While at the colony we set up a miniature clinic for the checkups. Rather than visit colony members at their individual homes, setting up the clinic at the village center encourages them to get out of their houses which is critical for all humans. The true medical professionals then helped assess complicated ulcers and detaching and falling off limbs. Others had tasks of checking blood pressures, sugar levels, and washing all of their crippled and sore covered feet. While Rising Star has taught those afflicted with leprosy in the colonies with which they work to clean and bandage their own wounds, Rising Star volunteers offer to wash their feet during such visits. This is not to take away their independence, but to offer wanted and needed love. Again, imagine being shunned due to contracting a completely curable disease and for having such deformities. With leprosy, teenagers are kicked out of their homes, adults lose their jobs, and no matter the age all with leprosy are rejected and pushed out of even their own lives. Most of those in the leprosy colonies have gone without outside contact for years, decades even. To have any visitors at all is huge. But to have a visitor who does not shudder at you appearance, but rather who takes your deformities in your hands and lovingly washes them—it is humanizing. These people believe they are nothing; even the simplest visit allows them to feel like a person, and someone who might actually matter.

My job for the day was ever so humbling and unbelievably beautiful: I washed their beautiful feet. Ever so grateful Noah was one of those who’s feet I was privileged to wash. I first had to cut off bandages from his feet to expose his many ulcers. Even though from pictures we have seen of Rising Star’s ongoing evaluations his and all of the peoples’ sores and conditions have improved immensely the experience was sobering. There he sat beaming at me, pleased that I would look at him and smile. The bandage was stuck to his ulcer, and I soaked it for a bit in order to remove it. Still beaming, he looked down and motioned to just rip it off. It meant so much for him to have his feet washed. Once I removed the bandage I began to wash his feet. Skin sloughed off on all sides of his misshapen, toeless foot. I have never felt so honored to wash such wounds. Looking at him I wondered what did he really see? Does he see his wounds? Does he see the effects the disease has had on his body? Yes. But he has found hope in focusing on the good in life.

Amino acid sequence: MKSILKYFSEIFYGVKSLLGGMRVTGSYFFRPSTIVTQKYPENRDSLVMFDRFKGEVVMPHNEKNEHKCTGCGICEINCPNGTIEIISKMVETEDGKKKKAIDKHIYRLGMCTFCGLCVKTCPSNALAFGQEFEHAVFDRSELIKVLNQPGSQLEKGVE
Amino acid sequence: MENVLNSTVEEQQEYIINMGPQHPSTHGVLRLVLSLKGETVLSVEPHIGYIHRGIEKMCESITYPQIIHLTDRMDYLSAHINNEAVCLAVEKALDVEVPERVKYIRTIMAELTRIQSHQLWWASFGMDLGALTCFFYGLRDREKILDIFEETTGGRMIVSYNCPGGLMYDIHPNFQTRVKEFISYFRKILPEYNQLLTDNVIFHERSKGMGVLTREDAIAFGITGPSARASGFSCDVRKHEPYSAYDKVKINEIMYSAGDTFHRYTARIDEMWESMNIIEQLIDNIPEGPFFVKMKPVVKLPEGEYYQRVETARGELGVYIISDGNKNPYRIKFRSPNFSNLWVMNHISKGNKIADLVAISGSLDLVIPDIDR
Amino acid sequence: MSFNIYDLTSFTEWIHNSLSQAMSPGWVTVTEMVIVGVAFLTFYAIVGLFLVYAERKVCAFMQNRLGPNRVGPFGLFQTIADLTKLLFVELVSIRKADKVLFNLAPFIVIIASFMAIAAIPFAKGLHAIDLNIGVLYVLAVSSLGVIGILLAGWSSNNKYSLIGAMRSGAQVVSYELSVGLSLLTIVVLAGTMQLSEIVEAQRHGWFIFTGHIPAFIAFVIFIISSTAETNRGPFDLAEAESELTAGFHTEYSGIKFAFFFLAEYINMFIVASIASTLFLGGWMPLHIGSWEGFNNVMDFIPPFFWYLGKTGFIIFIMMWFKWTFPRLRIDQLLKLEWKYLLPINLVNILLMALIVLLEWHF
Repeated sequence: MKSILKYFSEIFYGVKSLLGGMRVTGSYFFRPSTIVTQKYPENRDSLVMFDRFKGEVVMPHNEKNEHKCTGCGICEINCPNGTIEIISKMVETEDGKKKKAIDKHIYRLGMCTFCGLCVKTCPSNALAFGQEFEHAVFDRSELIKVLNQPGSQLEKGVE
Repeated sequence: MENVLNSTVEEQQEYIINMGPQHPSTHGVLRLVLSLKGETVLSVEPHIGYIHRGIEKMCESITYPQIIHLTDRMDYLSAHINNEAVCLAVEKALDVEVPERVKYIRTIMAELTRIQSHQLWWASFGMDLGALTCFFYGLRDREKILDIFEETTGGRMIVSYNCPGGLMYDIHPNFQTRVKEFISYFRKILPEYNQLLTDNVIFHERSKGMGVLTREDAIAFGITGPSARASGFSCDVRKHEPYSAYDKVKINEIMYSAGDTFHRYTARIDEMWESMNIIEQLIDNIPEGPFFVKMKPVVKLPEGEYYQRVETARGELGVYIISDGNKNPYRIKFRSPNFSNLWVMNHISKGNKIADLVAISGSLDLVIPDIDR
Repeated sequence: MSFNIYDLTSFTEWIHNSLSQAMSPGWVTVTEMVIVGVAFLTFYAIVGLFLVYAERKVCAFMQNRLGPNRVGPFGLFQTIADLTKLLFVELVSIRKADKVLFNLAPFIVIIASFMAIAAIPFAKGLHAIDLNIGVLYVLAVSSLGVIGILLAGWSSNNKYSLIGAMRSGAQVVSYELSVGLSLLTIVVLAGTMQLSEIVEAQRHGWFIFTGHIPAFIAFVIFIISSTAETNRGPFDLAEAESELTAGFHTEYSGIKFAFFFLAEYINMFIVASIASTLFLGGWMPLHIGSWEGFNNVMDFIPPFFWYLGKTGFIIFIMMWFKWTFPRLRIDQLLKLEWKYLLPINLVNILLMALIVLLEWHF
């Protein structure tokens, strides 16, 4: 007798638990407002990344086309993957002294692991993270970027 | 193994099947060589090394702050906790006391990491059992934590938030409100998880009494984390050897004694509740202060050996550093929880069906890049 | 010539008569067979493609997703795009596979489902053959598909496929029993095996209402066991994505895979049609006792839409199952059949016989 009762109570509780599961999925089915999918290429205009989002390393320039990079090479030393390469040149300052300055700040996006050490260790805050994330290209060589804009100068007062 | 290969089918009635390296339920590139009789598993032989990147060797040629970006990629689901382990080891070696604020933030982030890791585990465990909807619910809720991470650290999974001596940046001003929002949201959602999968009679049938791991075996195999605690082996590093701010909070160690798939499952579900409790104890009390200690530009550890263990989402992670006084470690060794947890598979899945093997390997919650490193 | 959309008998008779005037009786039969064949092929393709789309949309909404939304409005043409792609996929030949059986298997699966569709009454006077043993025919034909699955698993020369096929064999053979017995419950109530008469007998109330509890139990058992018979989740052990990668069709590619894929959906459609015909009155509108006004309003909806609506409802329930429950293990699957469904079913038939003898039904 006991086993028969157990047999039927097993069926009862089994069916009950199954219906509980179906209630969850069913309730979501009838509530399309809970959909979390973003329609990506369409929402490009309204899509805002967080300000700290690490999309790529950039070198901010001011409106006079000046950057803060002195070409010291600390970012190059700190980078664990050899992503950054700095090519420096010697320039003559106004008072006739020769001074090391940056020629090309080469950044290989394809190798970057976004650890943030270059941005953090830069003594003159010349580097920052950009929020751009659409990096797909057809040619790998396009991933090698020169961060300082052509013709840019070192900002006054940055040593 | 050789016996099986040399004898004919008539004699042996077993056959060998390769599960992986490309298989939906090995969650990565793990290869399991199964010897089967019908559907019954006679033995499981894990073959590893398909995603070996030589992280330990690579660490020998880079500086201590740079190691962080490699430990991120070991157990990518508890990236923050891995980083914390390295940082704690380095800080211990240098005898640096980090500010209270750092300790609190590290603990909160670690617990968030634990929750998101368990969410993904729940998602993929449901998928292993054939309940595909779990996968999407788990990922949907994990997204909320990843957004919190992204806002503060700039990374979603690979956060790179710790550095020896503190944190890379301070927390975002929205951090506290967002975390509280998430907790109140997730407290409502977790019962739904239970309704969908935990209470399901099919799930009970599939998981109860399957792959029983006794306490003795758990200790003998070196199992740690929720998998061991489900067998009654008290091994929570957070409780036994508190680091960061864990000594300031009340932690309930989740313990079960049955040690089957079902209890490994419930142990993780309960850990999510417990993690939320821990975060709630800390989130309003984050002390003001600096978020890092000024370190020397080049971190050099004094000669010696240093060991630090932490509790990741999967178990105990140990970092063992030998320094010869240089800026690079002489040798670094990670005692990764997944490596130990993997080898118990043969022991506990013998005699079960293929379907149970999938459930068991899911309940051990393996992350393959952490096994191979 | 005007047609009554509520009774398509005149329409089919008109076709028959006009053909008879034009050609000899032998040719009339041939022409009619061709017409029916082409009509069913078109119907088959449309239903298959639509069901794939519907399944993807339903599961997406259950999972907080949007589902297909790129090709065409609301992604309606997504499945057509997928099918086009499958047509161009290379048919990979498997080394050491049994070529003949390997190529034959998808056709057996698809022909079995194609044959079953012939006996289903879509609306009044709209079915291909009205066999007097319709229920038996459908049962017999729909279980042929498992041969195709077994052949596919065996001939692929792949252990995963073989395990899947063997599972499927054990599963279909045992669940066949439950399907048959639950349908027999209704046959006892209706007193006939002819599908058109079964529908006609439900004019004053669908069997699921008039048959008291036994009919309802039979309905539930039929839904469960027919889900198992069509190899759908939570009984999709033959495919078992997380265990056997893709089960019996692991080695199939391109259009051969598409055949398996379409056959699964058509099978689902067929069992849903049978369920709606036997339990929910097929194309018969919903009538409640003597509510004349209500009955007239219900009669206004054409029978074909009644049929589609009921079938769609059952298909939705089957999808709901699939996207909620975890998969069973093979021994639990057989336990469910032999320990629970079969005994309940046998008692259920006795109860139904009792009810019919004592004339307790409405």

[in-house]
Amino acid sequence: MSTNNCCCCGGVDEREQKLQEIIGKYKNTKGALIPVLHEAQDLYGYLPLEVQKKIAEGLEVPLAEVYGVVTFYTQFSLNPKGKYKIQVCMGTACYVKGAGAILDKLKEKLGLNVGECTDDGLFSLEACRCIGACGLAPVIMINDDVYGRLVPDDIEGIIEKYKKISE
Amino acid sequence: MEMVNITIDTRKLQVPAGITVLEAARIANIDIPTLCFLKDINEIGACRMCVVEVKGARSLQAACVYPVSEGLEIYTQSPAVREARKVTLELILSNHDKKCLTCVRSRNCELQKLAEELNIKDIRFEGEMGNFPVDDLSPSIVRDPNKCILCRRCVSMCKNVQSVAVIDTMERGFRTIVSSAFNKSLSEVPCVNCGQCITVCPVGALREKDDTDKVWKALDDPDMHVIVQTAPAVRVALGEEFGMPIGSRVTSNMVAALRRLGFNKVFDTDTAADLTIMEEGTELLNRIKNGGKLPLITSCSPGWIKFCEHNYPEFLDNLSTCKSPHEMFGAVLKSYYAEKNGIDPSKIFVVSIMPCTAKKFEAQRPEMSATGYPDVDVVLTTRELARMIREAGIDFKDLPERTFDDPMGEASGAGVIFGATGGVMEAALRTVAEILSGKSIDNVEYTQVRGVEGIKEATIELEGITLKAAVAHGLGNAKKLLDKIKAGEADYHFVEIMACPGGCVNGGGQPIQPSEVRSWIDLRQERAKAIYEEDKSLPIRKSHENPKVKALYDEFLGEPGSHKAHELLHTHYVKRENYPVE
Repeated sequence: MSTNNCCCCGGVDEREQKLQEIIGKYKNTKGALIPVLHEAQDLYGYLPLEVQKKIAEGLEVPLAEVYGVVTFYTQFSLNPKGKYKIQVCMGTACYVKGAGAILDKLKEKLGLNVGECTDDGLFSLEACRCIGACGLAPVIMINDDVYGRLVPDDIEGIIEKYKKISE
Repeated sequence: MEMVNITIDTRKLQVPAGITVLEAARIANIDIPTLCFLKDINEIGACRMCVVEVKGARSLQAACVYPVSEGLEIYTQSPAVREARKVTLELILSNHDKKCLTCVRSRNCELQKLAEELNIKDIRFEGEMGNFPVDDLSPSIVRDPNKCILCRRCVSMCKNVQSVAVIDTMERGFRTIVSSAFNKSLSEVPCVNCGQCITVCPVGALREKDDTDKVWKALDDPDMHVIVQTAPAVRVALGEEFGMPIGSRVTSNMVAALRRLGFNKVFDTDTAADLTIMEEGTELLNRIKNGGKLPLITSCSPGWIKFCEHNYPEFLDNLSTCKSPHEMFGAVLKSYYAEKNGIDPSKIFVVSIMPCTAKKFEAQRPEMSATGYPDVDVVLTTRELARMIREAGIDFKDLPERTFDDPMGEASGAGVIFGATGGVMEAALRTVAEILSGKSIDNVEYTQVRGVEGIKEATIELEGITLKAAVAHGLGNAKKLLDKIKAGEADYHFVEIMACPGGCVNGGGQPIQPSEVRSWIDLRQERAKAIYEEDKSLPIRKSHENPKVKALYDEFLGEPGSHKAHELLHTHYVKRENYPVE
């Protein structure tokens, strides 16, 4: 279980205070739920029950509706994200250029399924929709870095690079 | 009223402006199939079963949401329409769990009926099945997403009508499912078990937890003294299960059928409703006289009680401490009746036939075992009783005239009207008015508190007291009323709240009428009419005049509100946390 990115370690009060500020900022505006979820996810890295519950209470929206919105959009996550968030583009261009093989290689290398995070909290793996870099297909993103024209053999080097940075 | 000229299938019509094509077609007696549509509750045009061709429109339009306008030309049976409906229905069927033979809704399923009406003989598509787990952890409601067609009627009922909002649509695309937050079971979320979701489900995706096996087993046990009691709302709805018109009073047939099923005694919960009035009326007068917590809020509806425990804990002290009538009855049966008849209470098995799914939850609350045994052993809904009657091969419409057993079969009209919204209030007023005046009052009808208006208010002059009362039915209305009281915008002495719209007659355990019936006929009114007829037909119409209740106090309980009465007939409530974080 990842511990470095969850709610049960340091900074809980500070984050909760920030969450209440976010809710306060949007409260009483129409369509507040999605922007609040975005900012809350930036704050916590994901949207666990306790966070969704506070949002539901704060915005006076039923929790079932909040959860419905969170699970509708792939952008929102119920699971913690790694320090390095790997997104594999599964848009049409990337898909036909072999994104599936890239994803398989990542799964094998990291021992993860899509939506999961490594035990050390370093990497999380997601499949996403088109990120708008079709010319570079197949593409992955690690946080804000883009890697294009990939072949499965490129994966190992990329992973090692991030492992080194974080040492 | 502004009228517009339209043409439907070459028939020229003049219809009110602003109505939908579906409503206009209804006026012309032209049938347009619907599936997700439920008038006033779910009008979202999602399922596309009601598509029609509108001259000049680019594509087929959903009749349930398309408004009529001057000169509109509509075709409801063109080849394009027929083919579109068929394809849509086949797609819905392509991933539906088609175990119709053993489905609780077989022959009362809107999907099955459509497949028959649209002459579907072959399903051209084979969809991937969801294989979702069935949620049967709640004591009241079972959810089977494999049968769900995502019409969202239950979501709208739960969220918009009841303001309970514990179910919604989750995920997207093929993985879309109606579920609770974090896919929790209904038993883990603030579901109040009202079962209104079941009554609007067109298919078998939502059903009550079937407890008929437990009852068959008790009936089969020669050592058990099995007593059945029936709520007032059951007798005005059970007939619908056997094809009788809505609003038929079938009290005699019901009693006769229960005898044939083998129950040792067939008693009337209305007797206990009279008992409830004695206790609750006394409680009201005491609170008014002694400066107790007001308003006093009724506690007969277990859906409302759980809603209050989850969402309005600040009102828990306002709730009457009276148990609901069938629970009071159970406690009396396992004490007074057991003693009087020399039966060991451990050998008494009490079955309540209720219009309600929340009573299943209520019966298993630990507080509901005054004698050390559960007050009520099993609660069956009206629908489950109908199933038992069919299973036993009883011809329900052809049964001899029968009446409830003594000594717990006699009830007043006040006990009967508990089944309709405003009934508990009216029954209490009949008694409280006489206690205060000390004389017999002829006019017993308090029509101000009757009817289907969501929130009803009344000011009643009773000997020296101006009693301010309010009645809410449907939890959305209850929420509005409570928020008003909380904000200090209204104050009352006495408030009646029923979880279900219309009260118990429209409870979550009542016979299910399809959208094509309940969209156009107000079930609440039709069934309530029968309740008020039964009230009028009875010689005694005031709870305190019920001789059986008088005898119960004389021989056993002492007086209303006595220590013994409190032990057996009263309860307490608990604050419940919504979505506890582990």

Though Noah was one of the first to be seen, he stuck around the entire time we were in the colony in order to bless us again: “Halluja! Halluja” he cried to the heavens again. He thanked each of us individually again and again as we boarded the bus. For hours he had stayed around, thanking everyone the whole while. What a pure, loving, and wise man. He sees I think how Heaven sees. He too is an absolute saint. As we drove away he waved and waved and wave until we were too small to be seen.

His example makes me wonder: if he finds so much reason to be joyful in his situation, how can I possibly find any reason to complain in mine? He is a beautiful and true example of gratitude at is best.

A low: Stigmas
My experience in the colony was both a high and a low as I’m sure you gathered from between the lines of the previous “high”. Again, it was a rather sobering experience. Leprosy is curable, yet here it is a curse due to inadequate health services, knowledge, and access to care. One cannot even ride the bus if afflicted with leprosy. They are shunned; they are forgotten. It breaks my heart to think these people are socially dead, never to be seen again by those they love. That was definitely a low for me.

A low: Pain
Another low for me occurred while washing another woman’s feet. Leprosy effects the nerves causing parts of the body to go numb. Because of this someone with leprosy might step on a nail and walk a mile with it deep in their skin without the slightest inclination that it is there. In fact, it is complications like this that make leprosy so scary. The other principal complication that accompanies leprosy is infections.

As most of the people’s feet were numb they did not experience any pain as we washed their feet. One particular lady, however, was not so far along in the disease (which in a sense is a positive thing) that her feet were numb; in fact, she felt everything. Because of this she was in excruciating pain as I washed her feet. Whether she washed it, or I washed it her foot had to be washed for fresh bandages to be put on. She chose to have me wash it. As careful as I tried to be she still experienced pain, yet when I looked up at her face she managed the most grimaced smile I have ever seen and thanked me. I loved her. And I love her.